If you adopt a child of your own race it is very unlikely that anyone will look twice at your family, but once this child is not obviously of your race you must expect that persons, no matter where you go or travel to will stare. In a small country like Vanuatu persons, particularly Ni-Vanuatu will stare, and as is their nature, they may ask questions which you consider particularly forward. In the outside world the same is to be expected. Therefore it is something you may want to consider as it will always be part of your life and may even feel invasive at times. If you are not prepared to be conspicuous or answer questions for the rest of your life, as you will very likely have to do, then adoption of a different race child may not be for you.
Are you prepared to embrace your child’s culture and language?
The Ni-Vanuatu culture is very rich and their language is very much a part of that tradition. As there are no closed adoptions in Vanuatu you will very likely know the family and parents of your child. The court here is always interested to know whether applicants intend to teach and expose the child to their culture and whether the applicants themselves have taken or intend to take the time to learn about their child’s heritage. If you are closed to this possibility then adoption in Vanuatu is likely not for you.
Are you prepared to maintain contact with the birth family of the child?
Ni-Vanuatu have their own traditional kastom adoption done between Ni-Vanuatu to Ni-Vanuatu and it never completely breaks the original familial bond. The children often grow up knowing who their birth parents are and have contact with them. As a result, it is a less traumatic break for both the child and especially the parents. While legal adoption completely severs that bond and their traditional adoptions do not, the birth parents may ask you to maintain some sort of contact. Usually pictures through the years prove enough or an occasional visit. It would be important to consider whether you might be prepared to share this child with their birth family even after the adoption is final.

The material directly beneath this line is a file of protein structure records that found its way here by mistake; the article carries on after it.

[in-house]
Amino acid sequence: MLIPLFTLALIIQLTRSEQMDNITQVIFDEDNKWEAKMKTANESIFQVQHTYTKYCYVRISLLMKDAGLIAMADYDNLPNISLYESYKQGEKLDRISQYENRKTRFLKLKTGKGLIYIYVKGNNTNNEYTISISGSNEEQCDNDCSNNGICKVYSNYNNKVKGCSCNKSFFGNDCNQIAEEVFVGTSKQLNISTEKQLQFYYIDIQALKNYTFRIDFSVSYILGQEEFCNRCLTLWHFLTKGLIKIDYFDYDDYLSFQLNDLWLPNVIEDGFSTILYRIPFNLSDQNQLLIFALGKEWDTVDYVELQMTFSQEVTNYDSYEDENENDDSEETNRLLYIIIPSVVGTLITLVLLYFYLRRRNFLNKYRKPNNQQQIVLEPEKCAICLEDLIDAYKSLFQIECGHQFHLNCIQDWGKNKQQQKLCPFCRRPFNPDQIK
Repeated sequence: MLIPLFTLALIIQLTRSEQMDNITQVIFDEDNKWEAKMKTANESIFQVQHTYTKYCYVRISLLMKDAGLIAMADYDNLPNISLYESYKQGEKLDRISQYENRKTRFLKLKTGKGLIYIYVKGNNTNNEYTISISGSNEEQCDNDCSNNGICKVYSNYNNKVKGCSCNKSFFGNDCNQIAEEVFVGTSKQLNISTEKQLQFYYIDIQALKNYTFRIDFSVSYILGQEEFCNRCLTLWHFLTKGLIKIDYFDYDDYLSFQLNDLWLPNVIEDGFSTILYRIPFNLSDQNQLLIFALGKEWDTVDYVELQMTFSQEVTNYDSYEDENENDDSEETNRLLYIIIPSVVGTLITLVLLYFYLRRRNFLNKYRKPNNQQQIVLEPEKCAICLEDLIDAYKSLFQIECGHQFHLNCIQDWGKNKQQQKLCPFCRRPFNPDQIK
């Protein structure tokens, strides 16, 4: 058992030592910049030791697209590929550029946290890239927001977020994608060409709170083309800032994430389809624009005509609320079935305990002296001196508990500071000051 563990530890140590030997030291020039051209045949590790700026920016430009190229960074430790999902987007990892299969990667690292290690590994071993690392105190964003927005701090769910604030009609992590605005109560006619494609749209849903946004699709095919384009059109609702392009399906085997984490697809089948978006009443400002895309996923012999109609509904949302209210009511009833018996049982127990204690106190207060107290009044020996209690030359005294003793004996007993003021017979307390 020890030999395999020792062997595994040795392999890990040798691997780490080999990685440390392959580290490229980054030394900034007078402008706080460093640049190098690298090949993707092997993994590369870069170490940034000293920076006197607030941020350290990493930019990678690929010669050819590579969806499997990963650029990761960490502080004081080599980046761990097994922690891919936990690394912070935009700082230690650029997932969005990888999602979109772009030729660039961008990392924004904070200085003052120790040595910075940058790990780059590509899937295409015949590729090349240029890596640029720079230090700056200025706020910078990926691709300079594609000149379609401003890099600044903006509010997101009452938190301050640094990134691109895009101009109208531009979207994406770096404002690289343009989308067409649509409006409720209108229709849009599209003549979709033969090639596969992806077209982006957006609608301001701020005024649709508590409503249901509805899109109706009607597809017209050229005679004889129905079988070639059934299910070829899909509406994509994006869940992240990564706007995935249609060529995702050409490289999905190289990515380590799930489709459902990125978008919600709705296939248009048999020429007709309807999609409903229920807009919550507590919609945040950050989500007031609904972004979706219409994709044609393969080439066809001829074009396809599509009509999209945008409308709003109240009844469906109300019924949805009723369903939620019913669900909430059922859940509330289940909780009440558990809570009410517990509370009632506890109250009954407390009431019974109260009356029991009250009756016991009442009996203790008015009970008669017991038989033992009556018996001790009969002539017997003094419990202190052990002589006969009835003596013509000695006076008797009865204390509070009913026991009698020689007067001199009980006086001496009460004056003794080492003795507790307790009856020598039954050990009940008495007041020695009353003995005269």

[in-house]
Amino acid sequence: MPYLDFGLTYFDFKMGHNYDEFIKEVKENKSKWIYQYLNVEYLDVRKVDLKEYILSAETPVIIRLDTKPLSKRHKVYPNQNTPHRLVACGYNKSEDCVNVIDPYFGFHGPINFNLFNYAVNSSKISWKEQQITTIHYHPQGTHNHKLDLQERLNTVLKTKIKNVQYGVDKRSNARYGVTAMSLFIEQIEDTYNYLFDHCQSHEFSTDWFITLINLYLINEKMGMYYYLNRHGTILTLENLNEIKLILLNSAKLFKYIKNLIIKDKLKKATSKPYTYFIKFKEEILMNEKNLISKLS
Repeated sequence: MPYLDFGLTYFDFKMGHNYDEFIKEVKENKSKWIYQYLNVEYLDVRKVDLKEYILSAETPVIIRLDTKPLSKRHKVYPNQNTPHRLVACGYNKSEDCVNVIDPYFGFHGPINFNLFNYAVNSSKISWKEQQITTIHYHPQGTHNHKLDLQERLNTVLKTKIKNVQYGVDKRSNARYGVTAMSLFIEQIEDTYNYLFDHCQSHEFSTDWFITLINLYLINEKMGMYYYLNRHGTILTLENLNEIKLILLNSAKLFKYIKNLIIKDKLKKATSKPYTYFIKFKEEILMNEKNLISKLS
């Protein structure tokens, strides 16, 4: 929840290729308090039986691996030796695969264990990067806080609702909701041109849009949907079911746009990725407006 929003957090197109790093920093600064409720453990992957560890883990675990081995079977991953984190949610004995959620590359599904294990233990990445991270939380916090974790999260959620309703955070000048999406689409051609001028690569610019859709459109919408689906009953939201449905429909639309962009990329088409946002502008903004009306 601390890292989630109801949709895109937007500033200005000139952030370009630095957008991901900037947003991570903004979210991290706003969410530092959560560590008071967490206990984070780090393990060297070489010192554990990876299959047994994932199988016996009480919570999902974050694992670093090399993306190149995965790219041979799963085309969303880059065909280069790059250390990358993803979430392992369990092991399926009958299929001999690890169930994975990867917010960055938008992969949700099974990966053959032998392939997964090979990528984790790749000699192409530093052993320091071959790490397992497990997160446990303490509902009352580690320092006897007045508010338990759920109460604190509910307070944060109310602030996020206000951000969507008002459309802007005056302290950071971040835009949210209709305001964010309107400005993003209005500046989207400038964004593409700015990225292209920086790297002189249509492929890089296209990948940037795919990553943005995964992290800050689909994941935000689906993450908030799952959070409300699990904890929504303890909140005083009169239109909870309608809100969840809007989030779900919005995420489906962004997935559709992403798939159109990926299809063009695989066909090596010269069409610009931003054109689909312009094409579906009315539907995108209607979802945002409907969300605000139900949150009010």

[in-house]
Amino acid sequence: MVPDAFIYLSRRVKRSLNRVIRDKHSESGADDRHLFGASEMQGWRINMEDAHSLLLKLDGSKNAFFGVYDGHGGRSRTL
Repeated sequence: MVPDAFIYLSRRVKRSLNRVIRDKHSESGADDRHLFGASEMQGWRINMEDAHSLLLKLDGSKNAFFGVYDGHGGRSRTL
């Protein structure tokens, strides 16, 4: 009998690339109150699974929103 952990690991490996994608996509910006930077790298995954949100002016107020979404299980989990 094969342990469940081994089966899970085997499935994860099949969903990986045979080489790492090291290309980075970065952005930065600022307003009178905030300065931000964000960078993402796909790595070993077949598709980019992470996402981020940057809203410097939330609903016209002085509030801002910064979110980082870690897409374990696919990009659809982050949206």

Adoption can be a highly emotive issue. It is good to find other families who have adopted to understand their experiences and how they were able to deal with them, particularly families who have adopted different race and Ni-Vanuatu children. They can offer greater insight than persons with their own biological children. You may be dealing with a labyrinth of emotions that they cannot comprehend. You may have concerns about bonding with this child or fears about the final adoption going through and not feeling that instant connection with the child. As your child grows and you begin to face your own particular challenges people may tell you that you are facing normal, age appropriate issues but it could be much more than that. You must therefore be prepared to dig into the matter and work through the issue with your child. You will encounter people who will be thoughtless and nosy. So in choosing to adopt you are choosing to be, not just your child’s parent but your child’s protector and advocate. It will become your job to educate the thoughtless and nosy and have the difficult conversations, even with your child.
There are many families in Vanuatu who have welcomed Ni-Vanuatu children into their home and it has been a happy bond. But for the difference of race you would not know that they were not connected by blood. Most of these families are open to helping and offering support to persons looking to adopt. Vanuatu is small. Ask around and you will, we are sure, be directed to numerous such persons. Find some adoption courses online to give you a better insight into what you may be in for. If you have access to a social worker or therapist to work through your feelings it would also be a good place to start.
So Good Luck if you decide to go through the process!
DISCLAIMER – This is a legal column to provide basic information on the law and court procedure. It is not to be used as a substitute for legal advice but to be used only as a starting point in understanding what you might need and what you might need to do.